Natural Gas: What is it?
Types of Natural Gas as Alternative Fuel Transportation
Compressed Natural Gas (CNG)
CNG is produced by compressing natural gas to less than 1% of its volume at standard atmospheric pressure. To provide adequate driving range, CNG is stored onboard a vehicle in a compressed gaseous state at a pressure of up to 3,600 pounds per square inch.
CNG is used in light-, medium-, and heavy-duty applications. A CNG-powered vehicle gets about the same fuel economy as a conventional gasoline vehicle on a GGE basis. One GGE equals about 5.66 pounds of CNG.
Liquified Natural Gas (LNG)
LNG is natural gas in its liquid form. LNG is produced by purifying natural gas and super-cooling it to -260°F to turn it into a liquid. During the process known as liquefaction, natural gas is cooled below its boiling point, removing most of the extraneous compounds found in the fuel. The remaining natural gas is primarily methane with small amounts of other hydrocarbons.
Because of LNG’s relatively high production cost, as well as the need to store it in expensive cryogenic tanks, the fuel’s widespread use in commercial applications has been limited. LNG must be kept at cold temperatures and is stored in double-walled, vacuum-insulated pressure vessels. LNG is suitable for trucks that require longer ranges because liquid is denser than gas and, therefore, more energy can be stored by volume. LNG is typically used in medium- and heavy-duty vehicles. One GGE equals about 1.5 gallons of LNG.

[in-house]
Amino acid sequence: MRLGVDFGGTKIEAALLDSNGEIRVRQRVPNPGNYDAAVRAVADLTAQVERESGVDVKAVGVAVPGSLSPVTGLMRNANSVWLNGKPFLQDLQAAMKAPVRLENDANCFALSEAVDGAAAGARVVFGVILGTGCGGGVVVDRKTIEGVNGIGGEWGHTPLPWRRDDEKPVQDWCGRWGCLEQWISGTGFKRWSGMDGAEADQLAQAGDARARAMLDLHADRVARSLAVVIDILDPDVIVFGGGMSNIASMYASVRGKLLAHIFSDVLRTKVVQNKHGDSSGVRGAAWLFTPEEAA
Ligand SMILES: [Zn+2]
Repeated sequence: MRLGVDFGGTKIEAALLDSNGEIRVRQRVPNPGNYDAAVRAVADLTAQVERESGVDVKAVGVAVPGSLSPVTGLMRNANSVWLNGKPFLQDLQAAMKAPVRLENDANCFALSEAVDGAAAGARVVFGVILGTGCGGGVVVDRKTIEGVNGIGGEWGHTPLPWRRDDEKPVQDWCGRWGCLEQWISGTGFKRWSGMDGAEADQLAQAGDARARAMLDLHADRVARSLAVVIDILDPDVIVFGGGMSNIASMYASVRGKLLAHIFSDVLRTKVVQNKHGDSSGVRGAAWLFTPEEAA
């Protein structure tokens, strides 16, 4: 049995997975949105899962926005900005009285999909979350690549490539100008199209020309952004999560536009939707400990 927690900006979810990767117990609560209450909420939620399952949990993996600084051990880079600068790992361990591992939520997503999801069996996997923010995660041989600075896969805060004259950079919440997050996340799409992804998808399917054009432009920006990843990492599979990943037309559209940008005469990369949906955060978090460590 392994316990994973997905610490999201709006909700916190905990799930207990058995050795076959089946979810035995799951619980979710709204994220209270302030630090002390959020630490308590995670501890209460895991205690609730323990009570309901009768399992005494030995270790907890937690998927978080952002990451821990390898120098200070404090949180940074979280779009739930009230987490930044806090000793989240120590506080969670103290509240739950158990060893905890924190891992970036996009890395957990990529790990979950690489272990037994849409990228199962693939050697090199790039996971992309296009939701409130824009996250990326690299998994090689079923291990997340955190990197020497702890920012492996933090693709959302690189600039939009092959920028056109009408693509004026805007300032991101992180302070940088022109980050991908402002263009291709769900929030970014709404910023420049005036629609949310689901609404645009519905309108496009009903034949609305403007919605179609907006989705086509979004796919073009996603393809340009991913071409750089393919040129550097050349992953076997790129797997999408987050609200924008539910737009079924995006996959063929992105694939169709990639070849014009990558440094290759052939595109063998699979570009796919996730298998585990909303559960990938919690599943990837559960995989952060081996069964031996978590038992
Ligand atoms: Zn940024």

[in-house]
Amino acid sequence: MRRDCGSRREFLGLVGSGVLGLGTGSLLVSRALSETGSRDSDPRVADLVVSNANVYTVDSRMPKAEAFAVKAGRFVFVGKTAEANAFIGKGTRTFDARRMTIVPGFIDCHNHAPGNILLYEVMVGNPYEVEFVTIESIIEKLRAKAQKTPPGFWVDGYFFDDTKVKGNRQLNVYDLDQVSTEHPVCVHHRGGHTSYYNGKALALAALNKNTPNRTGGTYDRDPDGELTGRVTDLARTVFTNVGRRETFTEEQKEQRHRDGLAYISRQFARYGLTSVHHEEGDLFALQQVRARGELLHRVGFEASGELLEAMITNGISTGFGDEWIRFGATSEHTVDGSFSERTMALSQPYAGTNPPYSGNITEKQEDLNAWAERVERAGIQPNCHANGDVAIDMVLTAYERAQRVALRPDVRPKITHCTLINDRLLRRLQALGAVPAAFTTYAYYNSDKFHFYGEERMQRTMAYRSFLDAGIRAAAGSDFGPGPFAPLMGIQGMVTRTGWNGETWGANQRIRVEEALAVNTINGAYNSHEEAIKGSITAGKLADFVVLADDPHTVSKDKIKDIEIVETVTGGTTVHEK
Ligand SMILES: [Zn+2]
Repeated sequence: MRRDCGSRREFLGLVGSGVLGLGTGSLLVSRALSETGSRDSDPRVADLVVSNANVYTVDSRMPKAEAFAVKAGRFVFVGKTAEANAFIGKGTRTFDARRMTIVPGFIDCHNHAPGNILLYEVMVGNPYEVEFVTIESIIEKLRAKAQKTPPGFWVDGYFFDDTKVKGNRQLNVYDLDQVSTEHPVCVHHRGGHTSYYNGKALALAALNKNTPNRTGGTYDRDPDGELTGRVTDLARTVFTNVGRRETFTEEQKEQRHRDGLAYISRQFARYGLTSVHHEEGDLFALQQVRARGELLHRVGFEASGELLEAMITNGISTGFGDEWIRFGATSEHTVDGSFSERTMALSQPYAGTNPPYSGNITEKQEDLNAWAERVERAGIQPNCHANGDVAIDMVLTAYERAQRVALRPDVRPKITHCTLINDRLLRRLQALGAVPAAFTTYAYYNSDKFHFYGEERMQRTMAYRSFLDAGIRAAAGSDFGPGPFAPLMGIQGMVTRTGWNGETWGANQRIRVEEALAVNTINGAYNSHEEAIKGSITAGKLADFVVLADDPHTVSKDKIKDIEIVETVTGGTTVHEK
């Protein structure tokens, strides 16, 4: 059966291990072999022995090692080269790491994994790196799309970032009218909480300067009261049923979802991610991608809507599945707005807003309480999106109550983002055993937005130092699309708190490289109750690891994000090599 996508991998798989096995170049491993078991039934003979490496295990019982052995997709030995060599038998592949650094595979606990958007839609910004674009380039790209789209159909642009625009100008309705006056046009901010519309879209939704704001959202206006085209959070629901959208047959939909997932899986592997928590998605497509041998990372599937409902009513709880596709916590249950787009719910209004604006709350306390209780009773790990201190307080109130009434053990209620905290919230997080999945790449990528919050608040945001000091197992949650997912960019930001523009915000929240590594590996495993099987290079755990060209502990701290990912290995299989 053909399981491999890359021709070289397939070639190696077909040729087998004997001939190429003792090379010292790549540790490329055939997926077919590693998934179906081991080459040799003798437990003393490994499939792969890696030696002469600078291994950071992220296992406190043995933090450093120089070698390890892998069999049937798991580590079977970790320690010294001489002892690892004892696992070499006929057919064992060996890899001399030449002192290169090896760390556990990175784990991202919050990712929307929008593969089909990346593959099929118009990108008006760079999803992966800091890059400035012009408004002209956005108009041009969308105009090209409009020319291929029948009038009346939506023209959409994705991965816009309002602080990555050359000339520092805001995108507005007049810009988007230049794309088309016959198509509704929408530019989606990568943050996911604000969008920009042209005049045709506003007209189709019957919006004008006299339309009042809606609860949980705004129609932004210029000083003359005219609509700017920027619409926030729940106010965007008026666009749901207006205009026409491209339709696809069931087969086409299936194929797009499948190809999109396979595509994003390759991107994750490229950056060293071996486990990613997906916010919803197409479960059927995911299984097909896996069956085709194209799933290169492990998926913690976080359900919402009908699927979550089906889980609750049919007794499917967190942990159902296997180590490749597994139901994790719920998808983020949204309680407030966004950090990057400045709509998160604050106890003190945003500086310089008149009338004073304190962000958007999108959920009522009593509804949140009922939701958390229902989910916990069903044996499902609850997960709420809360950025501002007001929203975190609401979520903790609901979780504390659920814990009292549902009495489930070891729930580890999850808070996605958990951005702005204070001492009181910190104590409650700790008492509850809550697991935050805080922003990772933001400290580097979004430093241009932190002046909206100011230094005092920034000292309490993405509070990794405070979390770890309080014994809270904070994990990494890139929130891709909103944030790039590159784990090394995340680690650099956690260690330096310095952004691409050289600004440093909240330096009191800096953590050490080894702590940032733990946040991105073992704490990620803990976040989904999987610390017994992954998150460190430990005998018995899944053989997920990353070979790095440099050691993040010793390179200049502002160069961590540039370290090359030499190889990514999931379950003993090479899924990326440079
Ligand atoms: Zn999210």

Renewable Natural Gas (RNG)
Renewable natural gas (RNG), also known as biomethane, is produced from organic materials—such as waste from landfills and livestock—through anaerobic digestion. RNG qualifies as an advanced biofuel under the Renewable Fuel Standard. Because RNG is chemically identical to fossil-derived conventional natural gas, it can use the existing natural gas distribution system and must be compressed or liquefied for use in vehicles.
Benefits of Natural Gas as an Alternative Fuel
- Reduces carbon dioxide emissions 10-15%; for RNG that numbers shoots to over 80%
- Emits little or no particulate matter (e.g., PM-10, PM-2.5); the reductions are massive as compared to pre-2008 diesel vehicles
- Reduces carbon monoxide emissions 50%-97%
- Reduces nitrogen oxide emissions 35%-60%
- Emits fewer toxic and carcinogenic pollutants
- Reduces non-methane hydrocarbon emissions 50%-75%
- Emits little or no particulate matter
- Virtually eliminates evaporative emissions